The competent teacher uses an understanding of individual and group motivation and behavior to create a learning environment that encourages positive social interaction, active engagement in learning, and self-motivation.

Knowledge indicators – The competent teacher:
5A.  understands principles of and strategies for effective classroom management.
5B.  understands how individuals influence groups and how groups function in society.
5C.  understands how to help students work cooperatively and productively in groups.
5D.  understands factors t hat influence motivation and engagement and how to help students become self-motivated.

STANDARD 6 – Instructional Delivery
The competent teacher understands and uses a variety of instructional strategies to encourage students’ development of critical thinking, problem-solving, and performance skills.

Performance indicators – The competent teacher:
6F.  evaluates how to achieve learning goals, choosing alternative teaching strategies and materials to achieve different instructional purposes and to meet students’ needs.
6K.  uses a wide range of instructional technologies to enhance students’ learning.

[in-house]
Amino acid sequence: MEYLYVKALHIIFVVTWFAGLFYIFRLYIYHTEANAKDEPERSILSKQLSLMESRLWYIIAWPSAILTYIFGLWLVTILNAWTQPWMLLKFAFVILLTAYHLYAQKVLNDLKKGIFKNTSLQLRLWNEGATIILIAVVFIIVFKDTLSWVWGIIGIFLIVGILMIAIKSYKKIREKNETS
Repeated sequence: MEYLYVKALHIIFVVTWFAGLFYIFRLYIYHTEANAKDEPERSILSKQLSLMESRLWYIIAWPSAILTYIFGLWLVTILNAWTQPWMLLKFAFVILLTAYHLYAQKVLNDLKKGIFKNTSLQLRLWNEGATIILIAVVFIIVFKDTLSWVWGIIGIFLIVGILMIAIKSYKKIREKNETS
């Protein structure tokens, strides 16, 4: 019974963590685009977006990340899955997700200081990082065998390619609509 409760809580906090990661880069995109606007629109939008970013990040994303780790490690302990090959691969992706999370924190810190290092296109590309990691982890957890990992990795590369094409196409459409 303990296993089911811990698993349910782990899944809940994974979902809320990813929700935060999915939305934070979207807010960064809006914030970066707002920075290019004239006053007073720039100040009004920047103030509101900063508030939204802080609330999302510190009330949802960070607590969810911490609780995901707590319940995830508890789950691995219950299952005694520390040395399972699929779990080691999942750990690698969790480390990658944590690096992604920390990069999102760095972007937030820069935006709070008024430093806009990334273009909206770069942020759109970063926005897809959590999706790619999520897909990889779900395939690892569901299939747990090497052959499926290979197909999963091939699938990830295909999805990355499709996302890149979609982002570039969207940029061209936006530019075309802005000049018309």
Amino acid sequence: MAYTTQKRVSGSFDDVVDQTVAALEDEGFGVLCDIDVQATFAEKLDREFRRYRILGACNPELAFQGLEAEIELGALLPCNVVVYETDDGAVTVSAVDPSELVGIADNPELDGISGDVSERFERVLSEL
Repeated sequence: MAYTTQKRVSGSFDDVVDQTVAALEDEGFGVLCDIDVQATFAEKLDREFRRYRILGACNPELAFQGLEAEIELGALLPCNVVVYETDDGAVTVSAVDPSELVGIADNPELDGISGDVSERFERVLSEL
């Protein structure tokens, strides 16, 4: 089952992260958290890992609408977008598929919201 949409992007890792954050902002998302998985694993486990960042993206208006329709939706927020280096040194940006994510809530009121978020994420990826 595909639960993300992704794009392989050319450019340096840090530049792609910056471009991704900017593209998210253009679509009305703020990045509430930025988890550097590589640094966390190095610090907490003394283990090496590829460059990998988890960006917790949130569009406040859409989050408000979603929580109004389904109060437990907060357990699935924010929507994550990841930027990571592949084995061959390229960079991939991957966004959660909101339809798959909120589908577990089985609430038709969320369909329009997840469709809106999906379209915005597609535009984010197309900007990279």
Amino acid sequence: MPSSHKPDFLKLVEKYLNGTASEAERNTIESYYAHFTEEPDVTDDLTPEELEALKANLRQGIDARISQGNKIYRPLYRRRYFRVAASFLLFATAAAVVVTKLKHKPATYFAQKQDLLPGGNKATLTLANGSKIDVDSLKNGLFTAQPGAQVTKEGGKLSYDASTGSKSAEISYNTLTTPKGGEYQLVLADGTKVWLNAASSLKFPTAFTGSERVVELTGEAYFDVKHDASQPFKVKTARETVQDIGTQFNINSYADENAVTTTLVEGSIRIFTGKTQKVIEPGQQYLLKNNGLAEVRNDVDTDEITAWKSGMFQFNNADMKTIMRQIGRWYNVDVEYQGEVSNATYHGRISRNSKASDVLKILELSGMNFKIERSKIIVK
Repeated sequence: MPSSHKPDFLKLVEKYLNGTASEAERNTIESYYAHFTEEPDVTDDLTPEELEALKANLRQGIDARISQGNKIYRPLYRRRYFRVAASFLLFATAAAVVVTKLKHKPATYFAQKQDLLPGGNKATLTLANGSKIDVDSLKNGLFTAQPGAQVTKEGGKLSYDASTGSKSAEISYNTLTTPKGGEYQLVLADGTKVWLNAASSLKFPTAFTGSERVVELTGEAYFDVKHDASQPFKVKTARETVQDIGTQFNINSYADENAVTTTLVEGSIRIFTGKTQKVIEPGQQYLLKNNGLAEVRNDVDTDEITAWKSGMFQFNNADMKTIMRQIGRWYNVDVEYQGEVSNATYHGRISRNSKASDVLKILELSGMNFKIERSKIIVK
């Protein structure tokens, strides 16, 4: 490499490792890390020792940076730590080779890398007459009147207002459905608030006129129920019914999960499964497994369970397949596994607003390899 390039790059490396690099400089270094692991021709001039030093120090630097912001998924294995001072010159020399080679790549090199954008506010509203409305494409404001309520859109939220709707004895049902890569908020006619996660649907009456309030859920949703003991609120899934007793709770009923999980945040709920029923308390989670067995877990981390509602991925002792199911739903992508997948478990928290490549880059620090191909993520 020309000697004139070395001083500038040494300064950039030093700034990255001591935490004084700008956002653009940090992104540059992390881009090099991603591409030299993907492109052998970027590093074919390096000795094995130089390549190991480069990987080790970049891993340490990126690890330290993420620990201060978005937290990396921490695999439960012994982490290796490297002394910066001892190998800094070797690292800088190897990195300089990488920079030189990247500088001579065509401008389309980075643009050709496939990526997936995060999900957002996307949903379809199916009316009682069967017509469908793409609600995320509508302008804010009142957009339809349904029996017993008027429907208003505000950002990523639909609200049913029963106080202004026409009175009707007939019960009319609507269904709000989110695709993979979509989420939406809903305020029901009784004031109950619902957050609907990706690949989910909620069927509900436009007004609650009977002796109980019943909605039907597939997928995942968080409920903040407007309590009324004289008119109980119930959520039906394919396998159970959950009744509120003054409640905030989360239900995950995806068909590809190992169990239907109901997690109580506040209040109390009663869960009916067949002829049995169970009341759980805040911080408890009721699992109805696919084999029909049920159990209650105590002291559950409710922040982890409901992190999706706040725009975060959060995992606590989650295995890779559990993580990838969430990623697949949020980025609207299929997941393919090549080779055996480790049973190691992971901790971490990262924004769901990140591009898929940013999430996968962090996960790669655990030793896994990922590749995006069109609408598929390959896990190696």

STANDARD 9 – Collaborative Relationships
The competent teacher understands t he role of the community in education and develops and maintains collaborative relationships with colleagues, parents/guardians, and the community to support students’ learning and well-being.

Performance indicators – The competent teacher:
9K.  develops relationships with parents and guardians to acquire an understanding of the students’ lives outside the school in a professional manner that is fair and equitable
 
STANDARD 11 – Professional Conduct and Leadership
The competent teacher understands education as a profession, maintains standards of professional conduct, and provides leadership to improve students’ learning and well-being.

Knowledge indicators – The competent teacher:
11 F.  is familiar with the rights of students with disabilities.